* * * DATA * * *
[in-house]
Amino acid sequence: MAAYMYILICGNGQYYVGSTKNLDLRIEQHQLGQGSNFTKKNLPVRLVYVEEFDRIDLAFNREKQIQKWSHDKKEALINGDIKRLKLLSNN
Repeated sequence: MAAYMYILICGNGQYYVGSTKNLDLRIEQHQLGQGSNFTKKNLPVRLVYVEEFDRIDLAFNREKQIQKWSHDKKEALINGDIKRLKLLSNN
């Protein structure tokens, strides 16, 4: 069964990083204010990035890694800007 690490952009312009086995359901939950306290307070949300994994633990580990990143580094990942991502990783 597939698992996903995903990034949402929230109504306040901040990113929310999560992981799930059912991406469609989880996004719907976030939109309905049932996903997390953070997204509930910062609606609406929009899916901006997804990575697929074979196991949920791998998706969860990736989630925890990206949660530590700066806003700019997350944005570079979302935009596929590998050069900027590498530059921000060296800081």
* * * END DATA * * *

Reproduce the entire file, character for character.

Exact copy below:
[in-house]
Amino acid sequence: MAAYMYILICGNGQYYVGSTKNLDLRIEQHQLGQGSNFTKKNLPVRLVYVEEFDRIDLAFNREKQIQKWSHDKKEALINGDIKRLKLLSNN
Repeated sequence: MAAYMYILICGNGQYYVGSTKNLDLRIEQHQLGQGSNFTKKNLPVRLVYVEEFDRIDLAFNREKQIQKWSHDKKEALINGDIKRLKLLSNN
């Protein structure tokens, strides 16, 4: 069964990083204010990035890694800007 690490952009312009086995359901939950306290307070949300994994633990580990990143580094990942991502990783 597939698992996903995903990034949402929230109504306040901040990113929310999560992981799930059912991406469609989880996004719907976030939109309905049932996903997390953070997204509930910062609606609406929009899916901006997804990575697929074979196991949920791998998706969860990736989630925890990206949660530590700066806003700019997350944005570079979302935009596929590998050069900027590498530059921000060296800081």